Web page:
The Cell Surface and Cancer Metastasis

  • George Poste
  • Russell Greig
Part of the Developmental Biology book series (DEBO, volume 3)


The cell biology of cancer metastasis has been studied in considerable detail over the past 10 years, yielding many important new insights into the patho genesis of this important and life-threatening disease (reviewed by Poste and Fidler, 1980; Poste, 1982; Nicolson and Milas, 1984). By contrast, efforts at understanding the underlying biochemistry and molecular biology of this process have been limited and largely unsuccessful. A much greater understanding of the molecular mechanisms responsible for the expression of the metastatic phenotype will be required if we are to develop novel and productive approaches to the therapy of metastatic disease by any approach other than random and semiempirical screening, which hitherto has made little impact in developing anticancer drugs against the more common solid malignancies of man. In the absence of any obvious biochemical target to guide the direction of such an endeavor, it is becoming increasingly clear that the process of identifying molecular properties that correlate either qualitatively or quantitatively with metastatic potential will be a prolonged and challenging task and with no guarantee that any correlation, once identified, will be causal or will offer a suitably “unique” and pharmacologically exploitable target for the design of new therapeutic agents directed against it.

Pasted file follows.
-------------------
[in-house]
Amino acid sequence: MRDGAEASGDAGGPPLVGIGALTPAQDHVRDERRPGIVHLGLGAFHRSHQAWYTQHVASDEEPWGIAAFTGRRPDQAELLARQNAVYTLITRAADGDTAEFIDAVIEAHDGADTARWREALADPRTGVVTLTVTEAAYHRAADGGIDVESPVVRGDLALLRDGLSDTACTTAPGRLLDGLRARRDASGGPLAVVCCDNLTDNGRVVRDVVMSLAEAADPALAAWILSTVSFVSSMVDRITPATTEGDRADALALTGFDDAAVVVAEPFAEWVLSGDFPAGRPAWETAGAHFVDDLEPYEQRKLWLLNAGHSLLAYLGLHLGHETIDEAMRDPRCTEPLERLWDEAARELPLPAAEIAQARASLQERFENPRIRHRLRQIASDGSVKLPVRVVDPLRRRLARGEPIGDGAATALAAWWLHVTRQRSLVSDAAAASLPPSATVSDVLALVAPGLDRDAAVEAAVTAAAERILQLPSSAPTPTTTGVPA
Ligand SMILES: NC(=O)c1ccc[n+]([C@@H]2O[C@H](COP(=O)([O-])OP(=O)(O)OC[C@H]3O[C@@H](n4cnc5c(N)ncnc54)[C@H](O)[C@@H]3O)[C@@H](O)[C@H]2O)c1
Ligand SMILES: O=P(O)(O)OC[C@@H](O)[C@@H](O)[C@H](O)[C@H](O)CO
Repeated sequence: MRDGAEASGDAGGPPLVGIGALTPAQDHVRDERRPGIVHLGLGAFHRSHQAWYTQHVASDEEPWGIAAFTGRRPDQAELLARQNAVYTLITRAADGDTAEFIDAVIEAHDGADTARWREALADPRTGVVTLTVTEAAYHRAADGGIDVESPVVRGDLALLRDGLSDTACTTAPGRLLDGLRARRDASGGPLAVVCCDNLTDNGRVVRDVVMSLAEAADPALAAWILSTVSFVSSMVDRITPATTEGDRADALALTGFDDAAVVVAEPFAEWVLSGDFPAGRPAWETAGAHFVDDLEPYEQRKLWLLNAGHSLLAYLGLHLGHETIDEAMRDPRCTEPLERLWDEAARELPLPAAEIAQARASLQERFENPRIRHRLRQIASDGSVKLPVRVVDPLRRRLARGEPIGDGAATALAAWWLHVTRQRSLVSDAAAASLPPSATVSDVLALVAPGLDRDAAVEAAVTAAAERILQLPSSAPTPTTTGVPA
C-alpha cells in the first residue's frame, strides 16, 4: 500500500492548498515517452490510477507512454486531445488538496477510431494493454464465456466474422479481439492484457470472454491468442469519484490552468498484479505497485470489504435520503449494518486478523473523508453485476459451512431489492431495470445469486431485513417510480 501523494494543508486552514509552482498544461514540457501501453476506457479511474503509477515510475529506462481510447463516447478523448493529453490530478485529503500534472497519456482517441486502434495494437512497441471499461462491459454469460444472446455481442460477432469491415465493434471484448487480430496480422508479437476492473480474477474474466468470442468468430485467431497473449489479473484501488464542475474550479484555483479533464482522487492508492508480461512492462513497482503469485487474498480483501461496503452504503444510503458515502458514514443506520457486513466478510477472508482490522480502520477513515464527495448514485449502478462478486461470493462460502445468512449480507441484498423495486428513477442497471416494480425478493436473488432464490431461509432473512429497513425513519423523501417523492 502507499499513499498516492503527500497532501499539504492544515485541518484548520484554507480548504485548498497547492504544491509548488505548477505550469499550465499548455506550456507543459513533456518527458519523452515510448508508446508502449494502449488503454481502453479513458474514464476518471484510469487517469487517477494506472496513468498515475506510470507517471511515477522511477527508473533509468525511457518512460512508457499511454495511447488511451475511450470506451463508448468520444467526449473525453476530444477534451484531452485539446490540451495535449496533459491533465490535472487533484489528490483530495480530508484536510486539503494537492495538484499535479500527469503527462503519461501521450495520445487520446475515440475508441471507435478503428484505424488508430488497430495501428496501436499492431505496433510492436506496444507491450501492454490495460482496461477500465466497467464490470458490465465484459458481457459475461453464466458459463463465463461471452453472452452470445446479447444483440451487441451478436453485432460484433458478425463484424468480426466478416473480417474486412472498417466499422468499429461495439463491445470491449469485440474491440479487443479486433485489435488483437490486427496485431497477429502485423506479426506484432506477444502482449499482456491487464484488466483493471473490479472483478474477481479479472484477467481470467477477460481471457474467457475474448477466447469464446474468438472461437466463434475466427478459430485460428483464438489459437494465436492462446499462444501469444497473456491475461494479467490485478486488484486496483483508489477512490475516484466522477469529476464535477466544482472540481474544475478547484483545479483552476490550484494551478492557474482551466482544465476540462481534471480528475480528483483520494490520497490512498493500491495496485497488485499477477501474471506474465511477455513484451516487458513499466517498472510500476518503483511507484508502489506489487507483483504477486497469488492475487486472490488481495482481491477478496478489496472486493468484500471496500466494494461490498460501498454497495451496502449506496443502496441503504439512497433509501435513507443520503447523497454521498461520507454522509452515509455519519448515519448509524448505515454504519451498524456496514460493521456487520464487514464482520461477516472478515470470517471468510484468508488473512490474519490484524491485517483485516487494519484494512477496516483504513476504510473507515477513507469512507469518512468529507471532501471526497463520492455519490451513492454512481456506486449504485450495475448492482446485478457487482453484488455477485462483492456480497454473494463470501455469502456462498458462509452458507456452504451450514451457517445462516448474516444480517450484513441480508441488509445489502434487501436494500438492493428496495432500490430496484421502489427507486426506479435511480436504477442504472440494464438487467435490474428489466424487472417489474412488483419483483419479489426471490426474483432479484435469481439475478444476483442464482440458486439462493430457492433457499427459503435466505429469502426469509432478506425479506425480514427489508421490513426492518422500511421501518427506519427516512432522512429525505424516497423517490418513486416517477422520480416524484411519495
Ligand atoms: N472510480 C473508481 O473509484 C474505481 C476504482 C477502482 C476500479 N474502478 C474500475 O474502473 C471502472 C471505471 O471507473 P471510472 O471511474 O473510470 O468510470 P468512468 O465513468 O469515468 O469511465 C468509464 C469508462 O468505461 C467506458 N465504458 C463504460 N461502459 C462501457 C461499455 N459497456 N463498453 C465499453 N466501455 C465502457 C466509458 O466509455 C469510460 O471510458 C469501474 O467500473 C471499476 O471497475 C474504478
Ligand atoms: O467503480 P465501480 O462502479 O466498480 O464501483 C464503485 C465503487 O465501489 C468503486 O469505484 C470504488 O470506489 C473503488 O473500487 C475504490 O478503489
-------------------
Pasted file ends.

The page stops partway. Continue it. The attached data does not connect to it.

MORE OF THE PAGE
Metastatic Cell Metastatic Process Metastatic Phenotype Tumor Cell Population Metastatic Behavior 
These keywords were added by machine and not by the authors. This process is experimental and the keywords may be updated as the learning algorithm improves.


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Copyright information

© Plenum Press, New York 1986

Authors and Affiliations

  • George Poste
    • 1
  • Russell Greig
    • 1
  1. 1.Smith Kline and French LaboratoriesPhiladelphiaUSA

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